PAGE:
Operations engineers can often fall into the habit of “building until it works”. As natural as that may feel, this approach does not lead to a reliable outcome. Human error and oversight is the most frequent cause of outages. Test your edge cases and run your code through the same types of tests that a good developer would to uncover weak points in your design, There are endless resources on the internet about how to “properly” test code, but this link provides a nice overview: Tutorial

As Jez Humble pointed out in Continuous Delivery: Reliable Software Releases through Build, Test, and Deployment Automation:

“The natural step when building these automated delivery scripts should be that every step is tested in a modular thorough way. Downloading the file, unpacking, etc, etc, All should be made reliable and validated before actually considering the script you wrote to be reliable.”

While Humble was speaking of deploying code, the same is true for the scripts you write. They are are responsible for installing, configuring, and managing the myriad of infrastructure and services that your application relies on. Since your code is often that glue that holds many disparate components together, it needs to be as reliable as the services themselves.

4. Code Deployment:

Reliably deploying code does not simply involve writing a script to get code from point A to point B and then restarting a service. Instead, it should involve designing a code deployment system that validates code and infrastructure-as-code during any change to the system. To eliminate human error and build confidence in the process, this should all be automated as well.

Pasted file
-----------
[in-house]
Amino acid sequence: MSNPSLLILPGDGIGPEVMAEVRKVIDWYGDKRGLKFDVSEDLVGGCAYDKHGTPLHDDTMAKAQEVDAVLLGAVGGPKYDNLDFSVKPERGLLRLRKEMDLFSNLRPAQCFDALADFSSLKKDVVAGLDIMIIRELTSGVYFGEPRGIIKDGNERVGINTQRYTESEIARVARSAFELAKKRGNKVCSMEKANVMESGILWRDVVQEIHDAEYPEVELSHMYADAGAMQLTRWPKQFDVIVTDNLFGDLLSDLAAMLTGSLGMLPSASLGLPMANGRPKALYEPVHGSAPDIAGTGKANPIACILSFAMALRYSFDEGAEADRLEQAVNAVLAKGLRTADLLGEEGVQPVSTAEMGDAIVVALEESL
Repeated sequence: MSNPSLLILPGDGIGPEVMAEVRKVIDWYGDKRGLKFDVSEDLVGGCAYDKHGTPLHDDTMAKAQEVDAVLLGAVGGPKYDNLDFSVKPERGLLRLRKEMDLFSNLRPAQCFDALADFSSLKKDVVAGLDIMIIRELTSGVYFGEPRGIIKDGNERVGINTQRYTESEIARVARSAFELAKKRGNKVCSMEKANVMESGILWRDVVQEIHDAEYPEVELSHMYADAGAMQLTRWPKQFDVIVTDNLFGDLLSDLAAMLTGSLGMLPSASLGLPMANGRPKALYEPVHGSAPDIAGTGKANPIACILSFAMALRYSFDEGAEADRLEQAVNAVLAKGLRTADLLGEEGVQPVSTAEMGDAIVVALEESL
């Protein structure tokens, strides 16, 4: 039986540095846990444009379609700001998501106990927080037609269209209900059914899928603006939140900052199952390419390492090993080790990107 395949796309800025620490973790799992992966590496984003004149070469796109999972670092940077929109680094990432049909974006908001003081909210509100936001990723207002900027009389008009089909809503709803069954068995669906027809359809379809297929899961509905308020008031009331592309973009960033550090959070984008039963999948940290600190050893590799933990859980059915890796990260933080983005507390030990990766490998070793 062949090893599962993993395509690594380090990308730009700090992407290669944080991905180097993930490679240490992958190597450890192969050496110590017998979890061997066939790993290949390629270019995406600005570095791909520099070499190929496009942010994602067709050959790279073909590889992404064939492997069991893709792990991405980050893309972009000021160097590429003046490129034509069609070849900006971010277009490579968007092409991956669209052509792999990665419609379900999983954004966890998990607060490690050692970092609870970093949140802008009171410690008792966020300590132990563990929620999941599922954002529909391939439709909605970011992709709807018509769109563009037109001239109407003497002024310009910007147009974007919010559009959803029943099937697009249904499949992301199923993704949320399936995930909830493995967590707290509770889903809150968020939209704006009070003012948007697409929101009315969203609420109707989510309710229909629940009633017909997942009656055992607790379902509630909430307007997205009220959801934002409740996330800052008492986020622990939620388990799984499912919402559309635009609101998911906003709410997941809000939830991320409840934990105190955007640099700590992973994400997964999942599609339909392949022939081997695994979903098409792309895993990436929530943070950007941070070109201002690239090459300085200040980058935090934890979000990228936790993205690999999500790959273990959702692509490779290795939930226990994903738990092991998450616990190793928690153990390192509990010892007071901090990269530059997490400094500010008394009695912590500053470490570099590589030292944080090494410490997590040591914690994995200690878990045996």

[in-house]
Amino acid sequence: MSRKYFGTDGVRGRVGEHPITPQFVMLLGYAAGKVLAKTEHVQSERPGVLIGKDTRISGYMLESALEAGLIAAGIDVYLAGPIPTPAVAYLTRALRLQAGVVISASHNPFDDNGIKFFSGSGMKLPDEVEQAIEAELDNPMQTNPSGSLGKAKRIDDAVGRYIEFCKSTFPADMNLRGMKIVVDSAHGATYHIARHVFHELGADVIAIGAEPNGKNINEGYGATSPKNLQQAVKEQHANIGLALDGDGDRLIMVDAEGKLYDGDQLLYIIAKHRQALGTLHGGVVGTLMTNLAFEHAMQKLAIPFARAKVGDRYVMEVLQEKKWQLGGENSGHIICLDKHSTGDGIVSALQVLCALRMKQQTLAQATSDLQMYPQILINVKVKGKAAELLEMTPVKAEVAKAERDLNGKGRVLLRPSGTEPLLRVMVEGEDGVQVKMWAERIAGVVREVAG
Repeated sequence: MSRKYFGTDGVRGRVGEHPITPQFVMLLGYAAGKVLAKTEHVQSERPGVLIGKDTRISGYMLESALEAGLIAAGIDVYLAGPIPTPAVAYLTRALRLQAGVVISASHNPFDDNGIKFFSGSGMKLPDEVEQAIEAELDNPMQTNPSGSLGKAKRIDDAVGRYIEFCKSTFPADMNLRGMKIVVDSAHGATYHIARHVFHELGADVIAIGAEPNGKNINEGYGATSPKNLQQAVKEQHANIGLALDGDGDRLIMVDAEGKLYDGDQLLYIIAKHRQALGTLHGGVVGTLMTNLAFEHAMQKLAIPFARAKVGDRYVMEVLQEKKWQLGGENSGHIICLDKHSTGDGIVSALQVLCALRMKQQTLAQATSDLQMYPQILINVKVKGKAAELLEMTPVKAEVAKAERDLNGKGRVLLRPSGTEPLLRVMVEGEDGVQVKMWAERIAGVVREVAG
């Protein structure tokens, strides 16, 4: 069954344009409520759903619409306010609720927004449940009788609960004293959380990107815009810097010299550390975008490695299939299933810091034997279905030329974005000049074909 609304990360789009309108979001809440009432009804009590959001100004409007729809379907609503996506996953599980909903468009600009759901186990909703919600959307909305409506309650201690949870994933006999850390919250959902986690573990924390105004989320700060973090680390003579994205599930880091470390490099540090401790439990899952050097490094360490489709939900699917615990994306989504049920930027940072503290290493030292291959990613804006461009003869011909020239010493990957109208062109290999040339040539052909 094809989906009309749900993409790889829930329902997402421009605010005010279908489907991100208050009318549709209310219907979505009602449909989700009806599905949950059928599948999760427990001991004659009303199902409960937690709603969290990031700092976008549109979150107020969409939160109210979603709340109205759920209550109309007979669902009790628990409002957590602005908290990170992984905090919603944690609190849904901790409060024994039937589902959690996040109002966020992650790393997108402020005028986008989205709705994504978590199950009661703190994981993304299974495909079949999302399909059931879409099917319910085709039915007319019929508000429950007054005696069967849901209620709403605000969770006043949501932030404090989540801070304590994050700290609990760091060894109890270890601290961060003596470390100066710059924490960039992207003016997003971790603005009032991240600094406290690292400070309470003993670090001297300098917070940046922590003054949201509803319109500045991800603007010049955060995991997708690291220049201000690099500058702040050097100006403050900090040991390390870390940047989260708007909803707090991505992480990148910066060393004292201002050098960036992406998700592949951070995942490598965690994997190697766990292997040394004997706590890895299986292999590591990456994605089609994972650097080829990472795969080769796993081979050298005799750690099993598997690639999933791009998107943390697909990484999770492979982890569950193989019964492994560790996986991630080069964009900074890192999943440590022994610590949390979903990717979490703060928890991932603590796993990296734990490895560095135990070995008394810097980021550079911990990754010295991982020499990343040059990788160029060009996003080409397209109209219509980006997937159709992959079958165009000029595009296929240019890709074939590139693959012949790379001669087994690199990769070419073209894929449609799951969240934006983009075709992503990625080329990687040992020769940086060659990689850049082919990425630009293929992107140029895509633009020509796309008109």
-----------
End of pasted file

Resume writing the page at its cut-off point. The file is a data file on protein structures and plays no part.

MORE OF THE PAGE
This process can vary widely, but at its core are the following principles:

-Keep a master package of “production ready” code on highly-available persistent storage, such as S3, so that during deployments any newly-provisioned machine can grab this package and deploy it on-demand.
Use health checks/smoke tests after deploying code to verify a proper code deployment has completed. Running a script to validate that an application server can connect to a database after deploying code can save a lot of headaches if connection strings in a configuration file were accidentally changed.

-Use Blue/Green deployment strategies to facilitate Zero Downtime deployments. That is, spin up and deploy code to a mirror environment and change over to that mirrored environment via a CNAME switch, after all smoke tests have passed. Depending on the tier, this process can be quick and painless in the cloud.

-Use a Continuous Integration / Continuous Delivery server to orchestrate deployment pipelines that automate your code deployment process. That is, any change that is made to your environment should be run through an automated, orchestrated series of tests to validate that this change is functional and reliable and ready to be released to production.

There are many more aspects involved in building highly-reliable infrastructures, including proper use of configuration management, monitoring and notification and well-engineered application architecture. Check back on our blog for updates on these topics.